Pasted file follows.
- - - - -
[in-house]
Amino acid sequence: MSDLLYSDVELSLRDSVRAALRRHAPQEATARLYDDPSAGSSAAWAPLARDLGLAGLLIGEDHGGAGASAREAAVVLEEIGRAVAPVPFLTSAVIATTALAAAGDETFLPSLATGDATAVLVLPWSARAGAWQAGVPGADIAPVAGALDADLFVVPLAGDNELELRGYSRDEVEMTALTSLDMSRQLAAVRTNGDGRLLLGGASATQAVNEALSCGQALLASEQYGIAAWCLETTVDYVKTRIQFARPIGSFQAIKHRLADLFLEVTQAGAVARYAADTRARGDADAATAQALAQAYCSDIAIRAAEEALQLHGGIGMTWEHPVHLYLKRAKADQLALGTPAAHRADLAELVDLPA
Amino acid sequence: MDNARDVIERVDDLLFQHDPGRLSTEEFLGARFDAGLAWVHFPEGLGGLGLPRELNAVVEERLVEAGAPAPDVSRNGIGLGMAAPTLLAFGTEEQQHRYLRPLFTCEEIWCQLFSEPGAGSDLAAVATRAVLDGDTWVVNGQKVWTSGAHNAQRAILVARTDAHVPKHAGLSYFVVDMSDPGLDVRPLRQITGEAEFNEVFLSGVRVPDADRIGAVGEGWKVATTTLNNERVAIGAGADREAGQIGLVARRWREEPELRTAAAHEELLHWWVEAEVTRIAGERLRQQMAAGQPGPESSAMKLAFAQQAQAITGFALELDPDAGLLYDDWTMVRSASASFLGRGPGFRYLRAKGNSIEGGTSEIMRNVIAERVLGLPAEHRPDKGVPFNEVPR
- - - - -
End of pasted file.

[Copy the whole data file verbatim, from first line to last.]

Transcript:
[in-house]
Amino acid sequence: MSDLLYSDVELSLRDSVRAALRRHAPQEATARLYDDPSAGSSAAWAPLARDLGLAGLLIGEDHGGAGASAREAAVVLEEIGRAVAPVPFLTSAVIATTALAAAGDETFLPSLATGDATAVLVLPWSARAGAWQAGVPGADIAPVAGALDADLFVVPLAGDNELELRGYSRDEVEMTALTSLDMSRQLAAVRTNGDGRLLLGGASATQAVNEALSCGQALLASEQYGIAAWCLETTVDYVKTRIQFARPIGSFQAIKHRLADLFLEVTQAGAVARYAADTRARGDADAATAQALAQAYCSDIAIRAAEEALQLHGGIGMTWEHPVHLYLKRAKADQLALGTPAAHRADLAELVDLPA
Amino acid sequence: MDNARDVIERVDDLLFQHDPGRLSTEEFLGARFDAGLAWVHFPEGLGGLGLPRELNAVVEERLVEAGAPAPDVSRNGIGLGMAAPTLLAFGTEEQQHRYLRPLFTCEEIWCQLFSEPGAGSDLAAVATRAVLDGDTWVVNGQKVWTSGAHNAQRAILVARTDAHVPKHAGLSYFVVDMSDPGLDVRPLRQITGEAEFNEVFLSGVRVPDADRIGAVGEGWKVATTTLNNERVAIGAGADREAGQIGLVARRWREEPELRTAAAHEELLHWWVEAEVTRIAGERLRQQMAAGQPGPESSAMKLAFAQQAQAITGFALELDPDAGLLYDDWTMVRSASASFLGRGPGFRYLRAKGNSIEGGTSEIMRNVIAERVLGLPAEHRPDKGVPFNEVPR